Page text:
Nelson Lakes Climb
It was another one of ‘those’ crossings. A strong southerly. High seas. Boarding the interisland ferry, the 14 members of the club’s 90th anniversary Easter climbing trip to Nelson Lakes knew that the next three and a half hours would not be pleasant. Exiting Tory Channel, the Kaitaki subjected her passengers to a perpetual cycle of nautical torture: rising then falling, with waves crashing over the bow and sea spray showering the front windows and decks.
After what seemed like an eternity we arrived at Picton, fortunately with most members of the party departing the vessel without their lunches having departed their stomachs. The trip had begun. After a quick bite to eat we set off in two cars and a shuttle to the picturesque lakeside town of St Arnaud. I was lucky enough to be invited to travel with the Maxims in their Maxima. About 10 minutes into the journey, CDs featuring ABBA and various other pop groups from Judith and Paul’s youth were presented to me and Simon for selection. I was not impressed. We arrived in St Arnaud reasonably late, but we still had time to wander down to the lake before setting up camp. I was awestruck by the eerie reflection of moonlight from the snow capped peaks, and the contrasting darkness of the valleys into which we would venture the following day.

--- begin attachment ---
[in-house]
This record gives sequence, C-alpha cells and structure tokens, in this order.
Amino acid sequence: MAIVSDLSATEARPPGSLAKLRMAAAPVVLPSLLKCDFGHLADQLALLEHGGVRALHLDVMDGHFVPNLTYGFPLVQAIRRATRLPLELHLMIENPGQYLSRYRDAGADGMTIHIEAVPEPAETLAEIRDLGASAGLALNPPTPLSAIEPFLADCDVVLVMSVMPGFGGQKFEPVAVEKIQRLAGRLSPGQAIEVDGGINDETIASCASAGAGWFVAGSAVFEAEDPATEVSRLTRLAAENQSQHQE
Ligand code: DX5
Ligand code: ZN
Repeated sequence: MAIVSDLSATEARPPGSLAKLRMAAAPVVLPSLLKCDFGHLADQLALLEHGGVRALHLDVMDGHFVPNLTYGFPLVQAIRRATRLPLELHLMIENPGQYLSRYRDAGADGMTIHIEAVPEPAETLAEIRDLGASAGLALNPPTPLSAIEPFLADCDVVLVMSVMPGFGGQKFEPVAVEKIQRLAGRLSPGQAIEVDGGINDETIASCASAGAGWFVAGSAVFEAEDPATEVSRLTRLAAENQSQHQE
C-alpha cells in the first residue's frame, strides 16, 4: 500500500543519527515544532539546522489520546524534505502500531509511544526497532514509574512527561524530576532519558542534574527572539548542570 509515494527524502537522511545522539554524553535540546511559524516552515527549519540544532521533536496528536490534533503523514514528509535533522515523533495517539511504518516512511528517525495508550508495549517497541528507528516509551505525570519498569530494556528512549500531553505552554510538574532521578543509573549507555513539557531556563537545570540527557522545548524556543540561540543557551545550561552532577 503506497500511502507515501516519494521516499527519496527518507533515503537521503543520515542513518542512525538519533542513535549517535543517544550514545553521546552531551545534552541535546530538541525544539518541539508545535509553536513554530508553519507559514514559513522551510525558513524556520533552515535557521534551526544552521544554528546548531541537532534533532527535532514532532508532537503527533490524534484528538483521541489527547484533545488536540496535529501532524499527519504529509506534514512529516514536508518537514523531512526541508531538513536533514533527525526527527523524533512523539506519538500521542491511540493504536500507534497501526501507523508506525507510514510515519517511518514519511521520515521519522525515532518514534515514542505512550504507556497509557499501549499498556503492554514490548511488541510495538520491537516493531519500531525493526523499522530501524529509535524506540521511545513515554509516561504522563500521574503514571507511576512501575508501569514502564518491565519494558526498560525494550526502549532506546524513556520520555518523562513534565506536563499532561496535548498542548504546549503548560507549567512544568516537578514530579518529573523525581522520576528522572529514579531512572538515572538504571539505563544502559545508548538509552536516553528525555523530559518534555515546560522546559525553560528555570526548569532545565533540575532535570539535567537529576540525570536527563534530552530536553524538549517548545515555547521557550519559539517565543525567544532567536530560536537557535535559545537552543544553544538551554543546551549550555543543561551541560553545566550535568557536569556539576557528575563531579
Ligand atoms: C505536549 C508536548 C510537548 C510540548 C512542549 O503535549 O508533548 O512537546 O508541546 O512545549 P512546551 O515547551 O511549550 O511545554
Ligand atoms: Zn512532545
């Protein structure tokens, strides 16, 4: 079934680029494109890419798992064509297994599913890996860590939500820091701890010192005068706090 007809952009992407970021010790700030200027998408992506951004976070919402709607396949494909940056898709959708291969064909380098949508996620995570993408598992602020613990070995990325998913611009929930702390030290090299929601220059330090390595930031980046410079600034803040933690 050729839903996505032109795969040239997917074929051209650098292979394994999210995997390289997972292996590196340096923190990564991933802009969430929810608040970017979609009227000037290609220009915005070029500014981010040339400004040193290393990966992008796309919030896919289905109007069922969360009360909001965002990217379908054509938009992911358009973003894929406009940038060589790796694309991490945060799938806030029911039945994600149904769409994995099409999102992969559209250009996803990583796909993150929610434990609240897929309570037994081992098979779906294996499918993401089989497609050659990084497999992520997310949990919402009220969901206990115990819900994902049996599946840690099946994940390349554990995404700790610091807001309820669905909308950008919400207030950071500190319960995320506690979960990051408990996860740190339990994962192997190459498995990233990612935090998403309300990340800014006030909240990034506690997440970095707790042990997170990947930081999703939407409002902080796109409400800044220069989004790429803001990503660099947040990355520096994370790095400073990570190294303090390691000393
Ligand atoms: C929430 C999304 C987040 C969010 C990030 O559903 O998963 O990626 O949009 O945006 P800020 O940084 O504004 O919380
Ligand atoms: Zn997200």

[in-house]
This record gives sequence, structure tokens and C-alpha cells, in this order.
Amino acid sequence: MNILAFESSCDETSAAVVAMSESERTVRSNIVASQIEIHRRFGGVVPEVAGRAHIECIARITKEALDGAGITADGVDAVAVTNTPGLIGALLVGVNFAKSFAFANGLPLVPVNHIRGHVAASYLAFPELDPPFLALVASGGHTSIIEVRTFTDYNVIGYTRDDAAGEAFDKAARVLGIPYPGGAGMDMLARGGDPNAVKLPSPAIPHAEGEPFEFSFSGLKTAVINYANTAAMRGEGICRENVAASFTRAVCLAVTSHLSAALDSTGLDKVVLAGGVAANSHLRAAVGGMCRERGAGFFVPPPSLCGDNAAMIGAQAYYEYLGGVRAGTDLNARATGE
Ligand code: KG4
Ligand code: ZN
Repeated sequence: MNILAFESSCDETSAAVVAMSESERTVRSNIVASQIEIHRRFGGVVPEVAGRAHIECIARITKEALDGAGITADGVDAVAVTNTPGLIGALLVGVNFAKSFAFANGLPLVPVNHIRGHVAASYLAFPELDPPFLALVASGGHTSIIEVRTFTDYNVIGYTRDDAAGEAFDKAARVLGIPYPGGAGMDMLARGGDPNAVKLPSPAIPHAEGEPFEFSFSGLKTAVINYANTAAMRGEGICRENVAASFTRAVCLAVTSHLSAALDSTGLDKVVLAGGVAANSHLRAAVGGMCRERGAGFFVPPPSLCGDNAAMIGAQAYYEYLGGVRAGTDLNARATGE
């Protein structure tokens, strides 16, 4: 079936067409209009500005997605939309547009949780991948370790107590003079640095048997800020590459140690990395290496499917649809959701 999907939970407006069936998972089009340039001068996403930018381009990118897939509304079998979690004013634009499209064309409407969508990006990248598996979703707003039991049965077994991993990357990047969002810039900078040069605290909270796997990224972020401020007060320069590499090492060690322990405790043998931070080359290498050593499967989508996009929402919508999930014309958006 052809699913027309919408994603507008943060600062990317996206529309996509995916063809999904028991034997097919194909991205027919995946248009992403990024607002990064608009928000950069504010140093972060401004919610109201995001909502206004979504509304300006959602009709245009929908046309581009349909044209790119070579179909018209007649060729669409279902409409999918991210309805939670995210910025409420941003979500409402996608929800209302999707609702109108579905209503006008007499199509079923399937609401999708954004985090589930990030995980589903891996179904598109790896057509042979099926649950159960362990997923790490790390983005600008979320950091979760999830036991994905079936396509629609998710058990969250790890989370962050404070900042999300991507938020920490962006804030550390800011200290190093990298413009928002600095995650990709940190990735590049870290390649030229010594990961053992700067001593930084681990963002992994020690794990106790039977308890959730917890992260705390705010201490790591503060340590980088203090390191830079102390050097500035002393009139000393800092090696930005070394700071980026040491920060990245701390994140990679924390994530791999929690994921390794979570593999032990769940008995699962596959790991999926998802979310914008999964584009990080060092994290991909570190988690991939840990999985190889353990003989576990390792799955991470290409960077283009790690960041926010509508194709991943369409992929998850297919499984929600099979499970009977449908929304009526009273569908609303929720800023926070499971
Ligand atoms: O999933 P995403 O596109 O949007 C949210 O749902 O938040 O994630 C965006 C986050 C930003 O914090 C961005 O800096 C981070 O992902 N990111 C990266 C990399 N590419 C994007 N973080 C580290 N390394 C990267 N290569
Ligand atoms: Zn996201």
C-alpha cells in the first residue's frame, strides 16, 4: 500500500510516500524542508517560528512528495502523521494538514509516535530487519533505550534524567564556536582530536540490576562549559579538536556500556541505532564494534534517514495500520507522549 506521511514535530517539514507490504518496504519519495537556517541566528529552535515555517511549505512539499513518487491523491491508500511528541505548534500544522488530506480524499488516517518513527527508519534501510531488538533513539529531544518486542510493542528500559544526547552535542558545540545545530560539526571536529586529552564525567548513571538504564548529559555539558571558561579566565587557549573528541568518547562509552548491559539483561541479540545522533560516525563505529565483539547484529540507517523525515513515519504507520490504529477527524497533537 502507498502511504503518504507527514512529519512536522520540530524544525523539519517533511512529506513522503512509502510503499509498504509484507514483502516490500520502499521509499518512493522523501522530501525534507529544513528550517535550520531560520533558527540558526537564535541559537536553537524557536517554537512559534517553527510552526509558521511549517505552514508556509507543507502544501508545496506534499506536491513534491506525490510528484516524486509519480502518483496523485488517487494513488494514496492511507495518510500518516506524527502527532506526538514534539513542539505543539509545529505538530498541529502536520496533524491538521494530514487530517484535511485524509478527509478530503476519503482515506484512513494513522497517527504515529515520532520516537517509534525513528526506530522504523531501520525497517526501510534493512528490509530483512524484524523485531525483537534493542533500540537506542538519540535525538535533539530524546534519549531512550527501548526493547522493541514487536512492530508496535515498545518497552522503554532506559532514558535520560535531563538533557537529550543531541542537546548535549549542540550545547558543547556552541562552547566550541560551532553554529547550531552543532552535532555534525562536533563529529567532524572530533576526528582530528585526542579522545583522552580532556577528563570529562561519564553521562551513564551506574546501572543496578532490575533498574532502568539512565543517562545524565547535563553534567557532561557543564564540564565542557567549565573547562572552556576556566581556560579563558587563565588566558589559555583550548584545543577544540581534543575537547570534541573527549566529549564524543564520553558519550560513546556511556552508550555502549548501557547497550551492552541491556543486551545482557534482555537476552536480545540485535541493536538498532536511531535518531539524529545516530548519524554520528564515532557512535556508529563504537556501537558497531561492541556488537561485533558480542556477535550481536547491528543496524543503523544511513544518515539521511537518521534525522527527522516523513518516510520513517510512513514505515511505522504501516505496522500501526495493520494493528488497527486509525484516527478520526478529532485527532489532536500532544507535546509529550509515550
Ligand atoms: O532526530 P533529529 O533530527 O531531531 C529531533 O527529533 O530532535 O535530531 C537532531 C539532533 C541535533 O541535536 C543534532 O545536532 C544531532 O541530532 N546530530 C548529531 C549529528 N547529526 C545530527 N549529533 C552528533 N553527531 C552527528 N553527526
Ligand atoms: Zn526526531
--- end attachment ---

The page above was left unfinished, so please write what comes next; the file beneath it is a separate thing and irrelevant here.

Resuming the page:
Friday morning. The water taxi arrived at 8.30, and we proceeded to cross Lake Rotoiti in two groups. A three hour ramble around the side of the lake was the alternative to the 15-minute jet-boat crossing. If we weren’t pressed for time I would have taken the former option: the return fare for the water taxi was almost as steep as the North Ridge of Kehu. Nevertheless, viewing the scenery from the boat was magnificent, and we were given a final opportunity to rest before the impending eight hour tramp to Upper Travers Hut.. We arrived at the pier on the other side of the lake, just in front of Coldwater Hut, our point of departure. The first leg of the journey involved a four hour trek to John Tait Hut along the Travers River flats. The air was still crisp as we weaved our way in and out of the forest. Our packs were fully laden with all the usual tramping kit, plus our helmets, harnesses and various other climbing implements. One enthusiastic climber actually packed more of his gear on the outside, rather than inside, of his pack: with his rope, helmet, crampons and goodness knows what else dangling precariously from the exterior. (His last name rhymes somewhat appropriately with danger.) Sometime after midday we arrived at John Tait Hut. A few wasps kept us company as we ate a well-deserved lunch. The remainder of the tramp involved a climb to Upper Travers Hut (1360m), which took roughly three hours. We arrived at Upper Travers Hut just as the daylight was beginning to fade.